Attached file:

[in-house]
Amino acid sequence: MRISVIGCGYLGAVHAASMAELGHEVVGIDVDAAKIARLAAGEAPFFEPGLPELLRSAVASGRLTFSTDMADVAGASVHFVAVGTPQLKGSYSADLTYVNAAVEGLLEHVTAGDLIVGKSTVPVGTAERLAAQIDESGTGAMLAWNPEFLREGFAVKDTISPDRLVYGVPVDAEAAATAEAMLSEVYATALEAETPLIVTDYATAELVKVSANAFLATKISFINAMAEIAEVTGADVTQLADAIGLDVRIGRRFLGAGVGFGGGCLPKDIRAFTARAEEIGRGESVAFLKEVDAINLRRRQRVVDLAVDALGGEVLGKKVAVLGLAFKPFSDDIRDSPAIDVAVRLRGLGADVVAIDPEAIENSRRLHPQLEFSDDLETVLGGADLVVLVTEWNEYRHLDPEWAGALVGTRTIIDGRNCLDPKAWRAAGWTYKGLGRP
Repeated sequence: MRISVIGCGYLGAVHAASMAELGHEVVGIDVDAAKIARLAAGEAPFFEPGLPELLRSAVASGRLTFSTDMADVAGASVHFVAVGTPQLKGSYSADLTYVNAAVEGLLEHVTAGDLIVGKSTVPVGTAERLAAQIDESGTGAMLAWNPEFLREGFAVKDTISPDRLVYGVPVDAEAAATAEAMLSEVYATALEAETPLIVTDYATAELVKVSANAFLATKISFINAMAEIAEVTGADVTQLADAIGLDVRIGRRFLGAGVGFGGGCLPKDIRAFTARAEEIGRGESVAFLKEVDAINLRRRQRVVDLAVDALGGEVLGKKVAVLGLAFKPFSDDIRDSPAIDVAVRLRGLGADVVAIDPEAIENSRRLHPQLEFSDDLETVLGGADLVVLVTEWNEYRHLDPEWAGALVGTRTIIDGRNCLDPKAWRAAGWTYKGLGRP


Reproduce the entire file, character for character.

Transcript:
[in-house]
Amino acid sequence: MRISVIGCGYLGAVHAASMAELGHEVVGIDVDAAKIARLAAGEAPFFEPGLPELLRSAVASGRLTFSTDMADVAGASVHFVAVGTPQLKGSYSADLTYVNAAVEGLLEHVTAGDLIVGKSTVPVGTAERLAAQIDESGTGAMLAWNPEFLREGFAVKDTISPDRLVYGVPVDAEAAATAEAMLSEVYATALEAETPLIVTDYATAELVKVSANAFLATKISFINAMAEIAEVTGADVTQLADAIGLDVRIGRRFLGAGVGFGGGCLPKDIRAFTARAEEIGRGESVAFLKEVDAINLRRRQRVVDLAVDALGGEVLGKKVAVLGLAFKPFSDDIRDSPAIDVAVRLRGLGADVVAIDPEAIENSRRLHPQLEFSDDLETVLGGADLVVLVTEWNEYRHLDPEWAGALVGTRTIIDGRNCLDPKAWRAAGWTYKGLGRP
Repeated sequence: MRISVIGCGYLGAVHAASMAELGHEVVGIDVDAAKIARLAAGEAPFFEPGLPELLRSAVASGRLTFSTDMADVAGASVHFVAVGTPQLKGSYSADLTYVNAAVEGLLEHVTAGDLIVGKSTVPVGTAERLAAQIDESGTGAMLAWNPEFLREGFAVKDTISPDRLVYGVPVDAEAAATAEAMLSEVYATALEAETPLIVTDYATAELVKVSANAFLATKISFINAMAEIAEVTGADVTQLADAIGLDVRIGRRFLGAGVGFGGGCLPKDIRAFTARAEEIGRGESVAFLKEVDAINLRRRQRVVDLAVDALGGEVLGKKVAVLGLAFKPFSDDIRDSPAIDVAVRLRGLGADVVAIDPEAIENSRRLHPQLEFSDDLETVLGGADLVVLVTEWNEYRHLDPEWAGALVGTRTIIDGRNCLDPKAWRAAGWTYKGLGRP